Don Whittington and his two brothers were the only sibling trio of drivers to have ever qualified for the same Indianapolis 500 race. That was 1982.
During those heady years of racing, two of the Whittington brothers—along with two other famous Indy 500 drivers, Randy Lanier and John Paul Sr.—apparently also loved speed boats, barges and small planes… especially the ones full of weed from Colombia, Mexico and other such places.
In 1986, the four Indy 500 racers were all busted in connection with multi-million dollar schemes that funded, or partially funded, high-end racing teams.
Randy Lanier, convicted of moving hundreds of thousands of pounds of marijuana, ended up spending nearly three decades in prison, having been convicted as one of the country’s biggest weed kingpins.
The Whittington brothers were convicted within months of each other for trafficking marijuana. And John Paul Sr. went down shortly after.
During the 1980s, when the four men were on top of their racing game, many noticed that they had very little sponsorship and rarely gave interviews.
Then, as now, race cars are billboards on wheels, and drivers are media stars and corporate pitchmen. It’s common for them to have Hollywood publicists.
“There was talk within the racing ranks” about the Whittingtons and Lanier, said veteran racing broadcaster Paul Page per the Indy Star, “because the report was, they were actually buying race cars with cash.”
A new race car at that time cost about $1 million, which is usually paid by corporate sponsors—as long as they’re not weed companies. Recently NASCAR driver Carl Long was forced to strip the logo of a Colorado-based vaping company from his car.
Paying for big items in cash? Always a dead giveaway.
“A guy can show up in Gasoline Alley with $45,000 in cash in an attaché case wanting to buy a motor,” said auto racing journalist Robin Miller, who at the time wrote for the IndyStar. “But you didn’t know they were drug dealers. There was an assumption, but nobody ever could prove it. Nobody in racing ever brought it up.”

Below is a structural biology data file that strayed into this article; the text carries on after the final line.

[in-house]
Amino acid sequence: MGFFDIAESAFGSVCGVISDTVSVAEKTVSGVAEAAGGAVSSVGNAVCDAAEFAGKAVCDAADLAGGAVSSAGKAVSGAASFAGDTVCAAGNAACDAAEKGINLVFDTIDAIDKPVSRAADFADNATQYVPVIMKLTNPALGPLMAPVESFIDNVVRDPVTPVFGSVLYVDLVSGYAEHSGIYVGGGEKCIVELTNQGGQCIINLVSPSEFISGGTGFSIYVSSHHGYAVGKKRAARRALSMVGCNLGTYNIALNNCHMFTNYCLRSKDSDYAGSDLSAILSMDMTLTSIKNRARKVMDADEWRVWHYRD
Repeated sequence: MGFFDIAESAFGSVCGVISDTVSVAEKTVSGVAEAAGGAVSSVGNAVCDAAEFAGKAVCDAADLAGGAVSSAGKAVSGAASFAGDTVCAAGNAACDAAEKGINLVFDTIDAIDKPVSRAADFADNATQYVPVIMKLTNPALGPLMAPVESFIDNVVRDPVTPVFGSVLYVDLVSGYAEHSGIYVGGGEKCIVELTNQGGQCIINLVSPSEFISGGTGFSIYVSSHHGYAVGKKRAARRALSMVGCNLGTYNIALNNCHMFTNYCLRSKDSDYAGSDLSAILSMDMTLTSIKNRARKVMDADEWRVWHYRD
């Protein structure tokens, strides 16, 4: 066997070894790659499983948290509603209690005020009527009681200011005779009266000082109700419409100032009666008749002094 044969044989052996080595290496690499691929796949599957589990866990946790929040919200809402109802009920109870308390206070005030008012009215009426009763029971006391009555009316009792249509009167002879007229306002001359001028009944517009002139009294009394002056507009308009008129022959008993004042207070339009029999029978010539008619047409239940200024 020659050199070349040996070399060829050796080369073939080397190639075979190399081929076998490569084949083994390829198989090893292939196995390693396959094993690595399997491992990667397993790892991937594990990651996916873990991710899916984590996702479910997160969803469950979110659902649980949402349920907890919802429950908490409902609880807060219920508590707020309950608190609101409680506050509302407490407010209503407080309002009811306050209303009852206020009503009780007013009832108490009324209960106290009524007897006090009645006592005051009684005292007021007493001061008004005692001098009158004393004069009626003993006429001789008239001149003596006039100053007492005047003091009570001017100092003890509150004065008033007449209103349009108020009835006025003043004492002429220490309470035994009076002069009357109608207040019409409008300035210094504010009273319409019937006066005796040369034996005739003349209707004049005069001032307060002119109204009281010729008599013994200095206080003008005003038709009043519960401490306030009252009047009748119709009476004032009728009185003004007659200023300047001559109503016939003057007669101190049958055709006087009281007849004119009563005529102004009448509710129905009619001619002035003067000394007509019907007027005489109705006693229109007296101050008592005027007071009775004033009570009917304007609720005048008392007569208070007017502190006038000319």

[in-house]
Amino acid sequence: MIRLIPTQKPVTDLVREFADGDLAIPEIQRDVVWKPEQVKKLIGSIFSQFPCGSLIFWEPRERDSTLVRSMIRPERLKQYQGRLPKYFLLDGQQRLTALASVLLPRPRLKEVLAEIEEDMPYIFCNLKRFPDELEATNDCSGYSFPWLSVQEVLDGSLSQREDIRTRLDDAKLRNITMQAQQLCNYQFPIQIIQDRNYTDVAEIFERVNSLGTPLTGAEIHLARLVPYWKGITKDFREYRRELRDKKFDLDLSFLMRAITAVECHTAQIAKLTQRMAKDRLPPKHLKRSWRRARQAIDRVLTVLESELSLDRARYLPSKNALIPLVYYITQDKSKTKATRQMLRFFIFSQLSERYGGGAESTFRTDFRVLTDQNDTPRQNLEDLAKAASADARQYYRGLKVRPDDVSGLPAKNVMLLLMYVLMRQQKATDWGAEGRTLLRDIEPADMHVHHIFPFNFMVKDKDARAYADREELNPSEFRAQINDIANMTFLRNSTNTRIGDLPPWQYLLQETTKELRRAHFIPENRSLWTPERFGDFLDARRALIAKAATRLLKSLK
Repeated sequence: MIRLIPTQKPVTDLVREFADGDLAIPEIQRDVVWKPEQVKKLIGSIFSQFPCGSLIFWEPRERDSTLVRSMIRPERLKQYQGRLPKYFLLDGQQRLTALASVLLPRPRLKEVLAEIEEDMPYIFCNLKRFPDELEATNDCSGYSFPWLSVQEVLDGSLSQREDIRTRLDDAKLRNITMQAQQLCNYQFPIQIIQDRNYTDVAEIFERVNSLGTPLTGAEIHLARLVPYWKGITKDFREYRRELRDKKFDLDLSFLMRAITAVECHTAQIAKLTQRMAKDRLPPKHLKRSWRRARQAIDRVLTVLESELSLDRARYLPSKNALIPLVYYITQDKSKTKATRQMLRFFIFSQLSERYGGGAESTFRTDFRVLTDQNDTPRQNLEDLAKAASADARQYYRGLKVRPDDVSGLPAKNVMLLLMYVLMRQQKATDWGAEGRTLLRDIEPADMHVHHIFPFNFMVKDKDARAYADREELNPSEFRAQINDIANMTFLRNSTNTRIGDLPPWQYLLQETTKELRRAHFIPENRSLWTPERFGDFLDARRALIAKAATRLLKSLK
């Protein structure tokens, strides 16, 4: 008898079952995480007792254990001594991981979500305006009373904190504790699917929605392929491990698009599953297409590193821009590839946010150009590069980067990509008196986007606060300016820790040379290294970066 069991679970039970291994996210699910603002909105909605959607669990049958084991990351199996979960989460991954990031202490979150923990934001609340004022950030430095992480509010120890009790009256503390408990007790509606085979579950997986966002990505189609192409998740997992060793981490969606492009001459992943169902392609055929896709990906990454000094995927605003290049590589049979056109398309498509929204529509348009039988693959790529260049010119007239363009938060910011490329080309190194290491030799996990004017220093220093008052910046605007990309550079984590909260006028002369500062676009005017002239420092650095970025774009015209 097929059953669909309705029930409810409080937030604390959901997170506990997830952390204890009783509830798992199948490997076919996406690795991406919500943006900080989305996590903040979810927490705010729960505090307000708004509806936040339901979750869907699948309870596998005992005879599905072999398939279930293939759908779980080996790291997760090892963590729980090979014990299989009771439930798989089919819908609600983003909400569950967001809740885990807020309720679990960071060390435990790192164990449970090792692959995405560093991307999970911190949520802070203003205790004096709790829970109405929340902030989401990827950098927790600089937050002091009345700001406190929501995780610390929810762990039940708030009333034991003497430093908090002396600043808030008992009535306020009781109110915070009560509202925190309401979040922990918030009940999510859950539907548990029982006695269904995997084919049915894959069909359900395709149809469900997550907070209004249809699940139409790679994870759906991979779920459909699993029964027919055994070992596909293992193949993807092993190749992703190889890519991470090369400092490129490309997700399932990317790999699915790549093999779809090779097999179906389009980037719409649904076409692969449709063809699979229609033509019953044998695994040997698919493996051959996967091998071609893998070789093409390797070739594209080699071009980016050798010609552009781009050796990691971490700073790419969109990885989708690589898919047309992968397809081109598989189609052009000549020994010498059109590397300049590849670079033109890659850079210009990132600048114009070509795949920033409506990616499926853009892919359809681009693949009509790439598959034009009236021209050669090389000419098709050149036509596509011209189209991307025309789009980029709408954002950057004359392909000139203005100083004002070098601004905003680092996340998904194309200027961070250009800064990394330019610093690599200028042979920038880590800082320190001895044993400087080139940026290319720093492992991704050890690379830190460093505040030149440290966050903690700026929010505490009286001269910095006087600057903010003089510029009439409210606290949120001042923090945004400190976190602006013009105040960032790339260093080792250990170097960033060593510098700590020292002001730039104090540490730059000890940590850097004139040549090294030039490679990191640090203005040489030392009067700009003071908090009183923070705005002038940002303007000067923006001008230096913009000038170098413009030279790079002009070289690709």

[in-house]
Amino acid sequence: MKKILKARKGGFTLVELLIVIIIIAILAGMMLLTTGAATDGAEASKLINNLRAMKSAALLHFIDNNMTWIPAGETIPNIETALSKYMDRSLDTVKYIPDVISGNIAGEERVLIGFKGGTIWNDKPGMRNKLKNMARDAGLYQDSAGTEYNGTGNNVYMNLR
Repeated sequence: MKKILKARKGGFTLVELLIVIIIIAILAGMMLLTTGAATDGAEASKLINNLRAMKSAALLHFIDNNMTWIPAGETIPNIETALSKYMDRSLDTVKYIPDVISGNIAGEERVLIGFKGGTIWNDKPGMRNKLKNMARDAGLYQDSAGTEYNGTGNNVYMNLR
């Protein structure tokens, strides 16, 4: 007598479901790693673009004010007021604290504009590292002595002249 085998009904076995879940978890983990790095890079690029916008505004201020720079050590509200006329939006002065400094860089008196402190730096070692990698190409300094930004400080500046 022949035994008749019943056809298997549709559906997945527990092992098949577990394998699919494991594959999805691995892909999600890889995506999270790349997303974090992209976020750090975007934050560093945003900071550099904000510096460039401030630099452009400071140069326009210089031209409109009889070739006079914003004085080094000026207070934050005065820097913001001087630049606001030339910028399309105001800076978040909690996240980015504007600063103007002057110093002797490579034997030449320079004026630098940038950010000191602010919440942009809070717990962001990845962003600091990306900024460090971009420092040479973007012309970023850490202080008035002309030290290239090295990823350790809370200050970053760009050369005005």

But apparently the DEA had noticed.
In March of 1986, Don and Bill Whittington pleaded guilty in connection with a multi-ton, multimillion dollar, Colombia-to-South Florida marijuana smuggling ring. Bill admitted to heading the organization, and his brother Don invested the profits in legitimate businesses, like race cars.
Later that year, Randy Lanier—who was the 1986 Indy 500 Rookie of the Year—was busted and found guilty of heading a different weed smuggling ring, which had imported 600,000 pounds of marijuana into the U.S. from South America.
Several months later, the fourth Indy-car driver, John Paul Sr., pleaded guilty to a marijuana-related racketeering charge, unrelated to either the Whittington or Lanier schemes.
The racing industry freaked out about its image, but eventually got over it.
Today, the four drivers are all free men. But the Whittington brothers seem to be back at it again—maybe.
In November 2014, the Miami DEA office filed a damning search warrant application accusing the brothers of a 10-year involvement in an international ring that sells planes to drug smugglers in Mexico, Venezuela, Colombia and Congo.
The Whittingtons’ multi-million dollar operation, Florida-based World Jet, Inc., has also been suspected of being involved in running CIA missions to Guantanamo Bay.
According to the Miami New Times, the DEA affidavit targeting the Whittington brothers claimed their company brokered the sale of a Gulfstream II corporate jet to a Florida duo—Clyde O’Connor and Gregory Smith—and was being used for “Operation Mayan Jaguar,” a clandestine program run by U.S. Immigration and Customs Enforcement.
One of their pilots is a “target for trafficking cocaine from South America to Central America,” according to the DEA affidavit.
Stranger still, the investigative website Narco News alleges that Smith, who today works as a pilot for the Whittingtons, has worked for numerous U.S. intelligence operations.
Such intrigue is the stuff of movies, or at least Miami Vice.
But then, so is our current government. As always, fact is stranger than fiction.